After a third place at COTA, he revealed his recent muted performances have been partly down to a knee ligament injury sustained when training before the Aragon GP. “Physically I struggled because since one month I’ve had a problem in my left knee,” said Bezzecchi. “I can’t really train at home. I trained in the gym but I missed some aerobic training. The power was OK, but I didn’t have the cardio. On Friday morning I didn’t have any speed or any confidence. I just tried to be smoother (from there).

“I had this injury training at home. Honestly, it’s not an injury like you crashed and got hurt. It’s something that I started to feel some pain in the knee more and more, day by day. I said there is something wrong. When we checked I saw I had problems with the ligaments. I discovered this when I had two races in a row so I couldn’t make any (hospital) visit. I tried to train without charging too much energy in the knee. Because of this, I couldn’t make the training for the last 2 or 3 races. Normally it’s not such a big issue but this track is so physical and I suffered a bit more.”

McPhee back on the box

The number of occasions this year John McPhee has been in promising positions only for lady luck to exit stage right is almost too long to mention. Sunday was another case in point, as the Scot led the restarted race and was on course for a timely victory. As it was, the second red flag of the morning pushed him back to third. Still, a first podium of the year was more than welcome.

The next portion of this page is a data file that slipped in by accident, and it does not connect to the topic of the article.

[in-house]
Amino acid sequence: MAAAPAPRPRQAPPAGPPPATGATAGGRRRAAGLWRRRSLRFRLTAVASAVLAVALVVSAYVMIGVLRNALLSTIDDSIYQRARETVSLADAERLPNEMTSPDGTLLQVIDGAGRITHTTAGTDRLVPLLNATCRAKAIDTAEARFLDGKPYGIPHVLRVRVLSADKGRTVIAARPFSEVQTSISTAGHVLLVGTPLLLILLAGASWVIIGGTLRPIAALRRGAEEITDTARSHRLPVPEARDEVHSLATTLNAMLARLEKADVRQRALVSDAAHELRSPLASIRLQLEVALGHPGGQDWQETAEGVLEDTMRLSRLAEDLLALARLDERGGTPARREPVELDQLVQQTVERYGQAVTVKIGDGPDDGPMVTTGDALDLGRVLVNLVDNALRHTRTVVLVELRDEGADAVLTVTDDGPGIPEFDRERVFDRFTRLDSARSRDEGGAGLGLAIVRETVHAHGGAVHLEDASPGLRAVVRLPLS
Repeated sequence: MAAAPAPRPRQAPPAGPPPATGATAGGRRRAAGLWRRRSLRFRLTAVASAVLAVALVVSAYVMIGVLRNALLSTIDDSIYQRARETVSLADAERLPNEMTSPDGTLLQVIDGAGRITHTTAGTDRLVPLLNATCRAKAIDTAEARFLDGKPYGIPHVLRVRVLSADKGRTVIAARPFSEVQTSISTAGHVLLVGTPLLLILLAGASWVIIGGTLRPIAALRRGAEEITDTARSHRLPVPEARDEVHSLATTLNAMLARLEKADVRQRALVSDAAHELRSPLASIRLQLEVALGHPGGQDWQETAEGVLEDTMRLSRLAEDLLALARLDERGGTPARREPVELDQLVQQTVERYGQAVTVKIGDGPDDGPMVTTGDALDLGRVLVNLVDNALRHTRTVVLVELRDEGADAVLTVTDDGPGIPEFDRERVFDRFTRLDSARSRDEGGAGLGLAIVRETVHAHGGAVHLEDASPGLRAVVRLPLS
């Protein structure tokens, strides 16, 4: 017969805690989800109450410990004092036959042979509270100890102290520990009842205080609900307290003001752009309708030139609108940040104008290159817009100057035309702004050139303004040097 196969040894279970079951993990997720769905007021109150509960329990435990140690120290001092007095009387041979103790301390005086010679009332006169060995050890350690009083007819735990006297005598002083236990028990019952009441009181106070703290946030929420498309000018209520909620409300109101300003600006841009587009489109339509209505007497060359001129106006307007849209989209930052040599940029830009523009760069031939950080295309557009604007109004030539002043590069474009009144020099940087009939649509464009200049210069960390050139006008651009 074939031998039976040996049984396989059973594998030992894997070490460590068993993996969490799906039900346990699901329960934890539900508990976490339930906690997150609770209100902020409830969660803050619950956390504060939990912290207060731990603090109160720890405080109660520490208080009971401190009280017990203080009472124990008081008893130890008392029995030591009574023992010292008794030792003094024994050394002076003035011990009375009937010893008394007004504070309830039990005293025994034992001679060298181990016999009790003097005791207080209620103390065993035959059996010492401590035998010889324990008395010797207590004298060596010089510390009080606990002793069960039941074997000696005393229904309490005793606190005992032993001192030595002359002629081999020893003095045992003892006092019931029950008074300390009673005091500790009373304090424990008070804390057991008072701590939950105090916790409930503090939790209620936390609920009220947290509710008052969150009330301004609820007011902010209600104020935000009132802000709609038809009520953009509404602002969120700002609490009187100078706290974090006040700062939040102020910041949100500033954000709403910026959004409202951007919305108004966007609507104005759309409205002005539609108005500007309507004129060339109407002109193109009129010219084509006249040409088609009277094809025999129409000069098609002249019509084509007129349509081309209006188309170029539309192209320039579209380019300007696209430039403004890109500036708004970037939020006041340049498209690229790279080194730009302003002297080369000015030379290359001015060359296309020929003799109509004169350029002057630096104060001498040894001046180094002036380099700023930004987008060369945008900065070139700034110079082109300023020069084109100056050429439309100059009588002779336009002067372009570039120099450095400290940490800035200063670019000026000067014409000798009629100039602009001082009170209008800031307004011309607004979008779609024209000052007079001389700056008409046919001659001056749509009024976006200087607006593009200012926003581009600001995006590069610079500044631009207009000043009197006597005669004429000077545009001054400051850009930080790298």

“What a season it’s been. I can’t believe we’re this far into the season and it’s the first one,” said the Scot. “I’m glad to get one because we were getting close to the end without getting one. I felt comfortable all weekend. Both me and Darryn were feeling a bit depressed this morning after the last couple of days. We said today is going to be a win it or bin it day.

It’s been a struggle and tough to watch for a rider who had realistic aims of winning the championship this year. But bear in mind, the 27-year old has been fighting in a team with a myriad of issues. Issues such as the in-fighting between Team Principal Razlan Razali and Team Director Johann Stigefelt. Or the fact his crew chief Mark Woodage was placed alongside Jake Dixon in Moto2 midway through the year. What’s more, his crash at the Barcelona GP ruined a chassis that hasn’t been replaced meaning McPhee has been competing on an aged frame from the start of 2019 – tough to overcome when up against hordes of fast KTMs.

“We’ve struggled a bit this year. Obviously the KTMs have come really strong. We feel like when we’re alone we’re really strong. In practices we can be right up there. In the race we’re riding in a kind of way that allows us to do the lap time. With the KTM they’re able to almost slow the race down and then go. It’s been tricky for us in the races.”

If you enjoyed this article, please consider supporting You can help by either taking out a subscription, supporting us on Patreon, by making a donation, or contributing via our GoFundMe page. You can find out more about subscribing to here.


Back to top